OAKLAND, Calif. - Attorneys for the city of Oakland filed legal papers on Friday asking a judge to issue a preliminary injunction barring Alameda County from selling its half ownership of the 155-acre Coliseum complex to the Oakland A's baseball team for $85 million.
The city's lawyers said Alameda County Superior Court Judge Frank Roesch should grant the injunction, which would extend a preliminary temporary restraining order he issued on Oct. 1, at a hearing next Thursday because the city likely would prevail if the case goes to trial.
The city filed its legal papers on Friday even though the City Council voted on Tuesday to enter into exclusive negotiations with the A's to sell the city's half of the Coliseum to the team.
However, the city still hasn't dropped the lawsuit it filed on Sept. 27 seeking to bar the county from selling its half ownership of the Coliseum complex to the A's.
In filing its motion, the city also ignored a large group of business leaders who held a news conference on the steps of City Hall on Wednesday calling on Oakland to drop the lawsuit.
Oakland attorney Burt Boltach, one of the members of the Town Business group, said, "The lawsuit is not in the best interest of the city. We need leadership, not lawsuits."
The city and the county have jointly owned the Coliseum complex since 1964 and the city has been trying to buy the county's half of the property since 2015 but the talks broke down in February.
The Alameda County Board of Supervisors then voted on April 23 to authorize negotiations with the A's to sell the county's half interest for $85 million.
The county's proposal to sell its share of the Coliseum property to the A's, who currently play at the aging stadium there, comes as the team is pursuing a plan to build a new baseball-only stadium at the Howard Terminal waterfront site north of Jack London Square.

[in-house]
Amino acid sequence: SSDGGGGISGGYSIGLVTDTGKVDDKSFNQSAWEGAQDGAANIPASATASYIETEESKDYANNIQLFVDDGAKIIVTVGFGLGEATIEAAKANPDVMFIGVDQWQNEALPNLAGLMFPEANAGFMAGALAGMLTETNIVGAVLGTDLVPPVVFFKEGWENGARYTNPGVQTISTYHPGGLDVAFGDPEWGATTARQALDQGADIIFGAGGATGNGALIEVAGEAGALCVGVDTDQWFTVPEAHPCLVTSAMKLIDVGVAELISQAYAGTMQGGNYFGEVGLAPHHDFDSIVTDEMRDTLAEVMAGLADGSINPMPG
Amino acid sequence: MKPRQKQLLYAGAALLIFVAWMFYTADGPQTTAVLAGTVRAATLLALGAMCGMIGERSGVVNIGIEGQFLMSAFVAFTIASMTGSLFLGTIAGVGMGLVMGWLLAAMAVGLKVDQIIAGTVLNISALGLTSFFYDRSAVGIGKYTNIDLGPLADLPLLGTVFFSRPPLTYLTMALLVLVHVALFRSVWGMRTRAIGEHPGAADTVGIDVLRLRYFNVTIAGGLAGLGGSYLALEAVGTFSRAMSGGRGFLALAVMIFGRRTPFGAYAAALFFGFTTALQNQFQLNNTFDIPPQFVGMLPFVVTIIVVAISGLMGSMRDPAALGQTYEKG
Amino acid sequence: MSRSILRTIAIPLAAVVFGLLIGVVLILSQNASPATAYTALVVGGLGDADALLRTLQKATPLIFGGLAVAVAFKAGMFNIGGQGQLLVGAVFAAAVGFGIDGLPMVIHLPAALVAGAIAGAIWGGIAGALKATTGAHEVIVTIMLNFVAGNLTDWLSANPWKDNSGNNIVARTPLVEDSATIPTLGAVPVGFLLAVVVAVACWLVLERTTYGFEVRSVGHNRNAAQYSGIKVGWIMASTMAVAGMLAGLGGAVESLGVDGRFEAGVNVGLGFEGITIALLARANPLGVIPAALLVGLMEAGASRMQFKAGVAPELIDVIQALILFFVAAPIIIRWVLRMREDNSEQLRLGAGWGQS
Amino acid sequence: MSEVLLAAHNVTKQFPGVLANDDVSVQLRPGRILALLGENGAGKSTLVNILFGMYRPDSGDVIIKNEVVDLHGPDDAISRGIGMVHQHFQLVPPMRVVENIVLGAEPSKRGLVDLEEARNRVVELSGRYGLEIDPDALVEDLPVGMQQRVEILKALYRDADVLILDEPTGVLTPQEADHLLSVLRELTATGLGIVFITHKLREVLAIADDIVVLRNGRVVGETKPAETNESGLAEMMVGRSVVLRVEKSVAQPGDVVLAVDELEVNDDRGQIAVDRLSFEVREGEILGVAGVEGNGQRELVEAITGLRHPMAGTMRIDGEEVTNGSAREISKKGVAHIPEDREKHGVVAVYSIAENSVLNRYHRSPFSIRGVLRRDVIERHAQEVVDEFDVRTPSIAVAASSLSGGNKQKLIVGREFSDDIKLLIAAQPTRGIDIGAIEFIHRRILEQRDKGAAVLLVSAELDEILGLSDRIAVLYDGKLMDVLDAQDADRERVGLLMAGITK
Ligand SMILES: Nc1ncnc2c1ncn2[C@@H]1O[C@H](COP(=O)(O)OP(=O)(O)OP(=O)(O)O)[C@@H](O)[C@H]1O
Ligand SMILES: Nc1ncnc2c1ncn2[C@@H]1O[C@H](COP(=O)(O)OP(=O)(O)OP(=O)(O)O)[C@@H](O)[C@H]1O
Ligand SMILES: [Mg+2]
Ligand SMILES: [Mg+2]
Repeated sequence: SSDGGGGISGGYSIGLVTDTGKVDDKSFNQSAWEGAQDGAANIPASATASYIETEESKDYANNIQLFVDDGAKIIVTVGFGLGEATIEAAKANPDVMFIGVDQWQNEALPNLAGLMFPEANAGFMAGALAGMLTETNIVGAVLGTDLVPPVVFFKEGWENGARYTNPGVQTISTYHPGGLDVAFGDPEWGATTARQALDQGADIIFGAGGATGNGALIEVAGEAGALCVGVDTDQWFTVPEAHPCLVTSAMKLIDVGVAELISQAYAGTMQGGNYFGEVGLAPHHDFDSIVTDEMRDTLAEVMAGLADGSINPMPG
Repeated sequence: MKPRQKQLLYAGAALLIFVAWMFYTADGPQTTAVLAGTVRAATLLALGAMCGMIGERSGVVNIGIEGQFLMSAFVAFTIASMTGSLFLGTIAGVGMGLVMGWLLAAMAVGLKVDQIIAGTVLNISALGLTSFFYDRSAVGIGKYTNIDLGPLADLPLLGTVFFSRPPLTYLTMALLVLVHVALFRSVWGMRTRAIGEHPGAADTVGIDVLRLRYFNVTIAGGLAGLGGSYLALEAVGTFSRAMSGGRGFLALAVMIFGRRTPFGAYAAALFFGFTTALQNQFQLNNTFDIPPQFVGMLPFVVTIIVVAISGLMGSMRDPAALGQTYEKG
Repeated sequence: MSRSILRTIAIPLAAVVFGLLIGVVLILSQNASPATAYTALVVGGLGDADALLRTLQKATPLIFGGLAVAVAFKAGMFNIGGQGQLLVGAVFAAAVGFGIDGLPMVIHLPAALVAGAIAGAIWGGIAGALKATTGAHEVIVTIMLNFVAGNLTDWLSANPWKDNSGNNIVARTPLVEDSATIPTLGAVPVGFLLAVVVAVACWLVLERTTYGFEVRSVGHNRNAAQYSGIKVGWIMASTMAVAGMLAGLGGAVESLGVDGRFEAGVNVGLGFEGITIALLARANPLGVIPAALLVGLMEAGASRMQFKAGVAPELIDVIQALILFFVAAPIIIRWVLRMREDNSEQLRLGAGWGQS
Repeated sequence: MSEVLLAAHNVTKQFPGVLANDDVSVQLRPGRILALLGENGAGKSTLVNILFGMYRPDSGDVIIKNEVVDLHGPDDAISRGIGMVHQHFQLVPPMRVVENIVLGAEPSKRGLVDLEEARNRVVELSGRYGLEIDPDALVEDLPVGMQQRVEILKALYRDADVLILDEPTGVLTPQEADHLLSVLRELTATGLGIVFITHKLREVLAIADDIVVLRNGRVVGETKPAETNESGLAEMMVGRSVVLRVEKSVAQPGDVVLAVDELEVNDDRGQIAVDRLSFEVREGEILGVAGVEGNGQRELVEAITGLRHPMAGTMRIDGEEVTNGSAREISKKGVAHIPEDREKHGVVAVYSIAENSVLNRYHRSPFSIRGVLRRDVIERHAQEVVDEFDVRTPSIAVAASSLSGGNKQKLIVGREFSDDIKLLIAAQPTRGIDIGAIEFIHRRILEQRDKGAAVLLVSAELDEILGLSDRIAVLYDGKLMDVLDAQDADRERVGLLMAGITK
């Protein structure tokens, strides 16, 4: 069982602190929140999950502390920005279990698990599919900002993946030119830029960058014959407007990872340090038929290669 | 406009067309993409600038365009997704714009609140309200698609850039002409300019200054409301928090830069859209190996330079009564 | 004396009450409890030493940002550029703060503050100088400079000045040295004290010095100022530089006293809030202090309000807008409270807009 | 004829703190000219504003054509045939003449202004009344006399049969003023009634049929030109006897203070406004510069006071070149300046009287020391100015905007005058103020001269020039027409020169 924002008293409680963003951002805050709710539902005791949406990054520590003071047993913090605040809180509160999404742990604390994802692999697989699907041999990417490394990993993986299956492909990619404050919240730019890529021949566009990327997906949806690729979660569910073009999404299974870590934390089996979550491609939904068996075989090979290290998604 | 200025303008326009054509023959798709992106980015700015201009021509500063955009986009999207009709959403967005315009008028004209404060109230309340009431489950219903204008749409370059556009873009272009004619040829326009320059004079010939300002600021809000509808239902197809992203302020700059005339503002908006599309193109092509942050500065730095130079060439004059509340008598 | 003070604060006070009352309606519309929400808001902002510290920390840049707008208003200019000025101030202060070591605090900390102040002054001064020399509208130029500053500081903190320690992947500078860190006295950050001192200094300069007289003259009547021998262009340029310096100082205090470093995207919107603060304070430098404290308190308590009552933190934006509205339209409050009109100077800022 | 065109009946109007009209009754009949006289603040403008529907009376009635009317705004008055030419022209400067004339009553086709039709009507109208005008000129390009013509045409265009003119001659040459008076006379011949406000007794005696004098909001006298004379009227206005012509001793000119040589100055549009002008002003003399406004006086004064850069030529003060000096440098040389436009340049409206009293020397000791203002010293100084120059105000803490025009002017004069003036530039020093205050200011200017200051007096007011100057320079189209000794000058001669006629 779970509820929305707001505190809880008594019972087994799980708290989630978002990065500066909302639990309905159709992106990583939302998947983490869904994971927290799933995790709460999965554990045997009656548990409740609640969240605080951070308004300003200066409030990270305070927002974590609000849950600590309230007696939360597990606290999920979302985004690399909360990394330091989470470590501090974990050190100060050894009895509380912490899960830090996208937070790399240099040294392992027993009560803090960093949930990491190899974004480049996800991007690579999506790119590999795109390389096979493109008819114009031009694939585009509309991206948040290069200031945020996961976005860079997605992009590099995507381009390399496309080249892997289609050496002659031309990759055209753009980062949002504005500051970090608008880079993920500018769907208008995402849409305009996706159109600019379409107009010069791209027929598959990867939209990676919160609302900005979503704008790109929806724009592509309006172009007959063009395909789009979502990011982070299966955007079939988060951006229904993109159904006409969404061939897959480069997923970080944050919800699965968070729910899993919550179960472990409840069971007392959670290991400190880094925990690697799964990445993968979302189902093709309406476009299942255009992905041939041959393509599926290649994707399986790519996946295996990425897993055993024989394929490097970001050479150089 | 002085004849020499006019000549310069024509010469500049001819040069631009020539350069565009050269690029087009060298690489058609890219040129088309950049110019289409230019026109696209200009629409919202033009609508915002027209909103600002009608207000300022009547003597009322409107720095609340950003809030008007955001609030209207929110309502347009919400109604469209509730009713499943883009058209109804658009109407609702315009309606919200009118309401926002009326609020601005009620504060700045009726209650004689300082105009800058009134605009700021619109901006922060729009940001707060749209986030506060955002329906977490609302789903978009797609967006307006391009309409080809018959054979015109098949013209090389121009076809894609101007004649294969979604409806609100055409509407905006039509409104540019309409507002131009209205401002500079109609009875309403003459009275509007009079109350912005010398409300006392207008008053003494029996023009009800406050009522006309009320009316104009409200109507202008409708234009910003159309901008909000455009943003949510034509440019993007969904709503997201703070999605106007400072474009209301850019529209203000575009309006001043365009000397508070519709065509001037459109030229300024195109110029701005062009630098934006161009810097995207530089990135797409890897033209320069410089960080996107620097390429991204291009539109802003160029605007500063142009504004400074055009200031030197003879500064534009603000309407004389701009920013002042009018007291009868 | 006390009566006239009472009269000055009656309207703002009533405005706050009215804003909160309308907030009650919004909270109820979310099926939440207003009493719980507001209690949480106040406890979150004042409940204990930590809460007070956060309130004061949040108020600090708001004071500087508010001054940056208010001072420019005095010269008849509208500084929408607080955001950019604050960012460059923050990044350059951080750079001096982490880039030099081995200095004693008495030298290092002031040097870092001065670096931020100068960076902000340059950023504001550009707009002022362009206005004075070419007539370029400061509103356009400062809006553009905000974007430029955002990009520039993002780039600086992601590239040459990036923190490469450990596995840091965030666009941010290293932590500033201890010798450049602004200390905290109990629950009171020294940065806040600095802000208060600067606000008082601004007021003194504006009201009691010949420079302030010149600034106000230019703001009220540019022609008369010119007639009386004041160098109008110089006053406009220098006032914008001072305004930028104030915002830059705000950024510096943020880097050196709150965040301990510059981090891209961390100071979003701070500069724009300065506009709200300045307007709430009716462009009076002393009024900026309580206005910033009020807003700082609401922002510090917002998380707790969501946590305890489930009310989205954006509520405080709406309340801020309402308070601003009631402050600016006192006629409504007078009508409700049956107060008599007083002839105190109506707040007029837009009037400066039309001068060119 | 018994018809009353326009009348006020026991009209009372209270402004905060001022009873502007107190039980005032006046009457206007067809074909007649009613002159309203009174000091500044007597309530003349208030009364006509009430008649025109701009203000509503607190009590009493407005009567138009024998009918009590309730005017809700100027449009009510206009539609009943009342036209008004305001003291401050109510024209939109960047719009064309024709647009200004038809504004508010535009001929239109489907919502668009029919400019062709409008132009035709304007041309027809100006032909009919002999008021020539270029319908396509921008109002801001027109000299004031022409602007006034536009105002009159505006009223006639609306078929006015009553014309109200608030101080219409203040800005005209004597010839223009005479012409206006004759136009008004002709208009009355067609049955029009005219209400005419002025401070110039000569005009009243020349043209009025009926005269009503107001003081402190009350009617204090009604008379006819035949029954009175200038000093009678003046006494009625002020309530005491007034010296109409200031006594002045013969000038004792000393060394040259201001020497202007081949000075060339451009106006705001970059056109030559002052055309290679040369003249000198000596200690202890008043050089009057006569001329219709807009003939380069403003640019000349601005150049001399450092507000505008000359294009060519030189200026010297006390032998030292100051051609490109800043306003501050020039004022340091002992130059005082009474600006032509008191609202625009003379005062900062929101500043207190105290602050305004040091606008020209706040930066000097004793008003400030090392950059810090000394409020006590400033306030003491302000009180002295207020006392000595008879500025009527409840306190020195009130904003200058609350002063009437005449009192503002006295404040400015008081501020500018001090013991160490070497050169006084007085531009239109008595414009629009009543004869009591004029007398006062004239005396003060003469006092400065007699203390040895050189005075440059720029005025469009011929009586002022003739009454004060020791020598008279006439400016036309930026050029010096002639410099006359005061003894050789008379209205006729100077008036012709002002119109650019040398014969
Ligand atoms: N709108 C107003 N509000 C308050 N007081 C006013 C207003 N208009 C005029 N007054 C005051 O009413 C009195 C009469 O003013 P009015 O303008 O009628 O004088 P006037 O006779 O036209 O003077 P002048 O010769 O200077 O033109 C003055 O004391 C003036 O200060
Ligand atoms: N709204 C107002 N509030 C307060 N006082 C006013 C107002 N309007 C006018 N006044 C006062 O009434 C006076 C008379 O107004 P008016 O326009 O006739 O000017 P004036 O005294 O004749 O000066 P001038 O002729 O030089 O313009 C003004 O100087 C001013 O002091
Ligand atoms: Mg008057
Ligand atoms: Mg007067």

Simultaneously, the A's want to redevelop the existing Coliseum complex into a site that could include a large park, housing and businesses.
The city of Oakland's lawsuit accuses the county of violating the Surplus Land Act, a state law that requires publicly owned surplus lands to be considered for affordable housing before the lands are sold or leased.
But Andrew Sabey, an attorney for the county, wrote in a brief filed on Oct. 31 that the city "incorrectly asserts that Alameda County was required to follow Surplus Land Act notice and procedural requirements" in its proposed sale of its share of the property.
Sabey said, "What the city misses is that the Surplus Lands Act is but one of several alternatives for disposing of public property."
Sabey said the county proposes to sell its half interest in the Coliseum site under the Economic Opportunity provisions of the Government Code, which he said is an authorized alterative to the Surplus Lands Act.
He said those provisions "authorize the county to sell or lease property to create an economic opportunity if it approves the sale after a public hearing and makes specific findings regarding the sale."
Sabey also alleged that, "The city's application for urgent injunctive relief is based on a manufactured emergency, which the city created in order to elbow its way back to the negotiating table."
In addition, Sabey warned that "an injunction at this delicate stage could begin the process whereby the Oakland Athletics decide they need to leave Oakland."